If Vladimir Putin was angry when the haircut was at 10% for big depositors, what do you think he’s going to say about the government of Cyprus absconding with 25% of bank deposits over 100,000 euros?
Cyprus said on Saturday it was looking at seizing a quarter of the value of big deposits at its largest bank as it races to raise the funds for a bailout from the European Union and avert financial collapse.
Finance Minister Michael Sarris said “significant progress” had been made in talks in Nicosia with officials from the European Union, European Central Bank and International Monetary Fund.
He confirmed discussions were centered on a possible levy of around 25 percent on holdings of over 100,000 euros at Bank of Cyprus, and expressed hope that a package could be ready by the end of the day for approval by parliament.
Cyprus faces a Monday deadline to clinch a bailout deal with the EU or the European Central Bank says it will cut off emergency cash to the island’s over-sized and stricken banks, spelling certain collapse and a potential exit from Europe’s single currency.
Amid signs of momentum, Cypriot and EU officials said Cypriot President Nicos Anastasiades was expected in Brussels on Sunday to meet EU leaders including Council President Herman Van Rompuy and Commission President Jose-Manuel Barroso, as well as IMF Managing Director Christine Lagarde and the head of the ECB, Mario Draghi.
Van Rompuy and Barroso canceled a planned EU-Japan summit in Tokyo to tend to the Cyprus saga and euro zone officials told Reuters that the bloc’s 17 finance ministers would meet on Sunday afternoon.
“Significant progress has been made in the direction of getting a deal, at least at the troika level,” Sarris told reporters.
He said a number of issues were still outstanding, but that a package could be ready “late this afternoon or early evening” for approval by parliament.
Putting the depositor haircut back on the table became necessary when Russia, fearing the instability of the Cyprus banking system, refused to bail out the wobbly institutions until after the EU infusion of cash. With this new plan to skim a quarter of the value of big depositors — many of them Russians — it is unknown if any company in Russia is going to have the desire to help the Cypriots out with their financial crisis.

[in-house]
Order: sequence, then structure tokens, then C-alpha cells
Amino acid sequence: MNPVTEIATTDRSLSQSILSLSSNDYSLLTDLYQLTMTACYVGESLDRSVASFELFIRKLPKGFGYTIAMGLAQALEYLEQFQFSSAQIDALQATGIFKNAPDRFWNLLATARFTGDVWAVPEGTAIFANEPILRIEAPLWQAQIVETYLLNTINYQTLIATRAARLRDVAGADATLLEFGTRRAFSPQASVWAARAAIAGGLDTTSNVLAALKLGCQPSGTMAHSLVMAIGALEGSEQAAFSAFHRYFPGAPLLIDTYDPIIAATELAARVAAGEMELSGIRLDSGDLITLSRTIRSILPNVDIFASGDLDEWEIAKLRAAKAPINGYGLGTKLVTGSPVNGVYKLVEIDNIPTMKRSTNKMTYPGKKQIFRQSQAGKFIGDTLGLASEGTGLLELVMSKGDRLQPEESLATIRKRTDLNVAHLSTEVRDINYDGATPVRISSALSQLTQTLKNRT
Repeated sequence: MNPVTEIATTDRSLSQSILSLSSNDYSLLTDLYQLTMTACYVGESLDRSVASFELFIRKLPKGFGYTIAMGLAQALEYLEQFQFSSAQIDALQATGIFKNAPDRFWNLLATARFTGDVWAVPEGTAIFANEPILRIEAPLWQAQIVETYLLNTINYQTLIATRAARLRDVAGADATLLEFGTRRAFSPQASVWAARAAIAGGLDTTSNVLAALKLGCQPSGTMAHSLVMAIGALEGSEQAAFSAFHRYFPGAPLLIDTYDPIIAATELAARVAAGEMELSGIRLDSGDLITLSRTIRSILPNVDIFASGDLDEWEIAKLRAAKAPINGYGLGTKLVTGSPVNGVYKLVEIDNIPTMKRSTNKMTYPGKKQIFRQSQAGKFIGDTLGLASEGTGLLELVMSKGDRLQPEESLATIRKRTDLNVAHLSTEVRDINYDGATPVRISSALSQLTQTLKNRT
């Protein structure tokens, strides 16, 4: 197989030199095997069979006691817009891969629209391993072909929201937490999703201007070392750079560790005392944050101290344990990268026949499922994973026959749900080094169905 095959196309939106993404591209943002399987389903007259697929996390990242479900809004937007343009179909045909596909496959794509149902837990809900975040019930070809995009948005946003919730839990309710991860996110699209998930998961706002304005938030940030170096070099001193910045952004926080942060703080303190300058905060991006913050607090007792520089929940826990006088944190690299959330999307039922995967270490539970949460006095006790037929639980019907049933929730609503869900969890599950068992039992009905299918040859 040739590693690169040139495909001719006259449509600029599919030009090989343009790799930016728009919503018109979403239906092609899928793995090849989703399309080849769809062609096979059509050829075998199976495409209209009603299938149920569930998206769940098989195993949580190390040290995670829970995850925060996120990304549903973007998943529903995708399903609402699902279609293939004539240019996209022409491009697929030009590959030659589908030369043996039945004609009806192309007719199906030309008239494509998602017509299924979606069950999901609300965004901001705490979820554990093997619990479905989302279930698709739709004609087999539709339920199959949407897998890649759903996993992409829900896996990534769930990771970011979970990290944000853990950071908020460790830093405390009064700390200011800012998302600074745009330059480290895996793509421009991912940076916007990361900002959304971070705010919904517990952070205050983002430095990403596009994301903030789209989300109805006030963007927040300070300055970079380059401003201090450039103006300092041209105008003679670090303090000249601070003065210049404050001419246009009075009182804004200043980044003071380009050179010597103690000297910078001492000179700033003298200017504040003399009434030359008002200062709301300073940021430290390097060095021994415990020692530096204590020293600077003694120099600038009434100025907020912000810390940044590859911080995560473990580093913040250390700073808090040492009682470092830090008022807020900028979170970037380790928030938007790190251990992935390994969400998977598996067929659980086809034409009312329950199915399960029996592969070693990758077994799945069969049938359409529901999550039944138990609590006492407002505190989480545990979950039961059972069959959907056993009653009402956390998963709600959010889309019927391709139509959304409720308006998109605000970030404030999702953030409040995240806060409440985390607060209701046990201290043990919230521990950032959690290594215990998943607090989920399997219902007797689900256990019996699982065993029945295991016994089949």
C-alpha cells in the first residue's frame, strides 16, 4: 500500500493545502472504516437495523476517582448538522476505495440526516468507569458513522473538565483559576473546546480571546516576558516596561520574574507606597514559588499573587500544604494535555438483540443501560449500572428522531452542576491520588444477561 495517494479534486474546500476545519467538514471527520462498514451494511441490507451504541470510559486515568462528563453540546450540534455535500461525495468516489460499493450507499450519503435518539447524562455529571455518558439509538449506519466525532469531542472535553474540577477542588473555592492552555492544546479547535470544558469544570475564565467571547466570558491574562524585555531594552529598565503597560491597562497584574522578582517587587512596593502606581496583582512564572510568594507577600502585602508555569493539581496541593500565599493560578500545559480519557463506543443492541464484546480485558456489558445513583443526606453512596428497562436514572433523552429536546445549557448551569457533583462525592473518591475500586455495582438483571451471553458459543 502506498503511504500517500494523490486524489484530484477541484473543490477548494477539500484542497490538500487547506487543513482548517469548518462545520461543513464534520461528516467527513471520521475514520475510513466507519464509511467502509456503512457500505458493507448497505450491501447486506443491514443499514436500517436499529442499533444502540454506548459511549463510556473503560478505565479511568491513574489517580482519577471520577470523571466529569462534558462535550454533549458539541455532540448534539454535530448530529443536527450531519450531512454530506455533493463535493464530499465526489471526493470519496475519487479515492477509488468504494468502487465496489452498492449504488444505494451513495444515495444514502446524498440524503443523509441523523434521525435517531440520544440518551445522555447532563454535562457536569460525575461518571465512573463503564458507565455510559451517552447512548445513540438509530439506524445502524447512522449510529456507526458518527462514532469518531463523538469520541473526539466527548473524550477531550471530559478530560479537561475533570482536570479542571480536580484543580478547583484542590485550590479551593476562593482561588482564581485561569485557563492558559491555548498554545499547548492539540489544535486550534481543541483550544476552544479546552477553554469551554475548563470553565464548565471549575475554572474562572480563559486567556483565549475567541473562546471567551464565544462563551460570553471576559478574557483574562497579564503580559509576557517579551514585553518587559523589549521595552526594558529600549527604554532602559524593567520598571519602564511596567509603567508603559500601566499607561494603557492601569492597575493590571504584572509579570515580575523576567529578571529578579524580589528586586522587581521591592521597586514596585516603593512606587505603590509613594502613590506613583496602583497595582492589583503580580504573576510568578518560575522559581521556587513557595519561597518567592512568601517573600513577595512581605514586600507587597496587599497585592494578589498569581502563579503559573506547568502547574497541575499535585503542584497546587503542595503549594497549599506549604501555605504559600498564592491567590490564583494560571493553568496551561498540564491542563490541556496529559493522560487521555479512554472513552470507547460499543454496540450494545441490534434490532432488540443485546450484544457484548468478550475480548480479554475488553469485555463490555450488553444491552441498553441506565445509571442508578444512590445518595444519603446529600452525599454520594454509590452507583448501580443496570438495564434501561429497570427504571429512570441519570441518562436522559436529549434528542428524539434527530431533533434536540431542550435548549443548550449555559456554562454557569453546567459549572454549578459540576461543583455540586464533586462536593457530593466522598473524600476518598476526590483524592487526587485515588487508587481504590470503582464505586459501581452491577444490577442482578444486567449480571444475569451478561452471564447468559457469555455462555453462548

Cyprus has taken additional steps to reform the banks:
Racing to placate its European partners, Cypriot lawmakers voted in late-night session on Friday to nationalize state pensions and split failing lenders into good and bad banks.
They also gave the government powers to impose capital controls on banks, anticipating a flood of money from the island when banks are due to reopen on Tuesday after more than a week of lockdown.
The plan to nationalize semi-state pension funds has, however, met with resistance, particularly from Germany which made clear that tapping pensions could be even more painful for ordinary Cypriots than a deposit levy.
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Grabbing retirement money seems to be all the rage among the socialist kleptocrats. It’s making their mouths water thinking about what they could do with all that cash. At the moment, your 401K might not be worth what it once was, but at least its safe. Whether it will be tomorrow is an open question.
These are all short-term fixes for Cyprus’s overfed, undercapitalized banks.
Cypriot leaders fear the damage the levy would do to the country’s offshore banking industry. The tottering banks hold 68 billion euros in deposits, including 38 billion in accounts of more than 100,000 euros – enormous sums for an island of 1.1 million people which could never sustain such a big financial system on its own.
With the Island’s GDP at $24 billion, there are almost 3 times as much in bank deposits as the entire economy is worth. They are going to have to address that fundamental problem if they expect to put their financial house in order.
The parliament has the ability to throw a monkey wrench into the proceedings and blow up the deal. But since the alternative is unthinkable, they will likely swallow hard and pass the legislation.